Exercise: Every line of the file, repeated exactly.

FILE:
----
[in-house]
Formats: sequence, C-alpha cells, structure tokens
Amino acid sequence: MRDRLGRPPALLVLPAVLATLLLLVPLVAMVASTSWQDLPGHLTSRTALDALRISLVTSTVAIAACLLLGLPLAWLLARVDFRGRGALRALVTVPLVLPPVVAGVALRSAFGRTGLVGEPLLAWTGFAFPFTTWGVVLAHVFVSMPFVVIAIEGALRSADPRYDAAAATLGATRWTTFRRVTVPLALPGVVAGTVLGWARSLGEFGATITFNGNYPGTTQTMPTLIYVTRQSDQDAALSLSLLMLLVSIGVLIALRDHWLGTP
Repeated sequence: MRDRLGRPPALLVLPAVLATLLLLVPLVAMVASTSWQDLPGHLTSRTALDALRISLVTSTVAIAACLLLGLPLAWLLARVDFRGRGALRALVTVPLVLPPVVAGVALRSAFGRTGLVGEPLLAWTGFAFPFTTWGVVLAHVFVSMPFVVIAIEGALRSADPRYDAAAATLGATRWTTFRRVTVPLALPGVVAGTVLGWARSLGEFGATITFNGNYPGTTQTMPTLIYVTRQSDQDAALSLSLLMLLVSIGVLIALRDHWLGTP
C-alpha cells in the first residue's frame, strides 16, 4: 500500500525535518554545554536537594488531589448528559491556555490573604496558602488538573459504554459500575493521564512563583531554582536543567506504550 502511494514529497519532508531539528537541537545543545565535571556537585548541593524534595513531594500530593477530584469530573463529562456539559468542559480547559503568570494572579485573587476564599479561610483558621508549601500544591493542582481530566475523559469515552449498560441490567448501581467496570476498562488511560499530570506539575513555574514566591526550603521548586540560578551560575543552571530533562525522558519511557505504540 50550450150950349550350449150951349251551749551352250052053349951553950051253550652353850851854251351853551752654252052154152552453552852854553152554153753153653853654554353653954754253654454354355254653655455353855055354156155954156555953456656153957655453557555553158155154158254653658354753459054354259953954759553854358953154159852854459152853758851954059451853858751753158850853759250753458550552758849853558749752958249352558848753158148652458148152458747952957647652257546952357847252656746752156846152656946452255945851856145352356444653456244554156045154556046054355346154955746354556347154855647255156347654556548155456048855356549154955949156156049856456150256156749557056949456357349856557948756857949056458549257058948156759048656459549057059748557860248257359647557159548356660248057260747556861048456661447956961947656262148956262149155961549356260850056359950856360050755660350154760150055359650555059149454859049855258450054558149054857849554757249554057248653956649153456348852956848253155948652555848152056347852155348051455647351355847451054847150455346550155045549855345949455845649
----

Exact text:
[in-house]
Formats: sequence, C-alpha cells, structure tokens
Amino acid sequence: MRDRLGRPPALLVLPAVLATLLLLVPLVAMVASTSWQDLPGHLTSRTALDALRISLVTSTVAIAACLLLGLPLAWLLARVDFRGRGALRALVTVPLVLPPVVAGVALRSAFGRTGLVGEPLLAWTGFAFPFTTWGVVLAHVFVSMPFVVIAIEGALRSADPRYDAAAATLGATRWTTFRRVTVPLALPGVVAGTVLGWARSLGEFGATITFNGNYPGTTQTMPTLIYVTRQSDQDAALSLSLLMLLVSIGVLIALRDHWLGTP
Repeated sequence: MRDRLGRPPALLVLPAVLATLLLLVPLVAMVASTSWQDLPGHLTSRTALDALRISLVTSTVAIAACLLLGLPLAWLLARVDFRGRGALRALVTVPLVLPPVVAGVALRSAFGRTGLVGEPLLAWTGFAFPFTTWGVVLAHVFVSMPFVVIAIEGALRSADPRYDAAAATLGATRWTTFRRVTVPLALPGVVAGTVLGWARSLGEFGATITFNGNYPGTTQTMPTLIYVTRQSDQDAALSLSLLMLLVSIGVLIALRDHWLGTP
C-alpha cells in the first residue's frame, strides 16, 4: 500500500525535518554545554536537594488531589448528559491556555490573604496558602488538573459504554459500575493521564512563583531554582536543567506504550 502511494514529497519532508531539528537541537545543545565535571556537585548541593524534595513531594500530593477530584469530573463529562456539559468542559480547559503568570494572579485573587476564599479561610483558621508549601500544591493542582481530566475523559469515552449498560441490567448501581467496570476498562488511560499530570506539575513555574514566591526550603521548586540560578551560575543552571530533562525522558519511557505504540 50550450150950349550350449150951349251551749551352250052053349951553950051253550652353850851854251351853551752654252052154152552453552852854553152554153753153653853654554353653954754253654454354355254653655455353855055354156155954156555953456656153957655453557555553158155154158254653658354753459054354259953954759553854358953154159852854459152853758851954059451853858751753158850853759250753458550552758849853558749752958249352558848753158148652458148152458747952957647652257546952357847252656746752156846152656946452255945851856145352356444653456244554156045154556046054355346154955746354556347154855647255156347654556548155456048855356549154955949156156049856456150256156749557056949456357349856557948756857949056458549257058948156759048656459549057059748557860248257359647557159548356660248057260747556861048456661447956961947656262148956262149155961549356260850056359950856360050755660350154760150055359650555059149454859049855258450054558149054857849554757249554057248653956649153456348852956848253155948652555848152056347852155348051455647351355847451054847150455346550155045549855345949455845649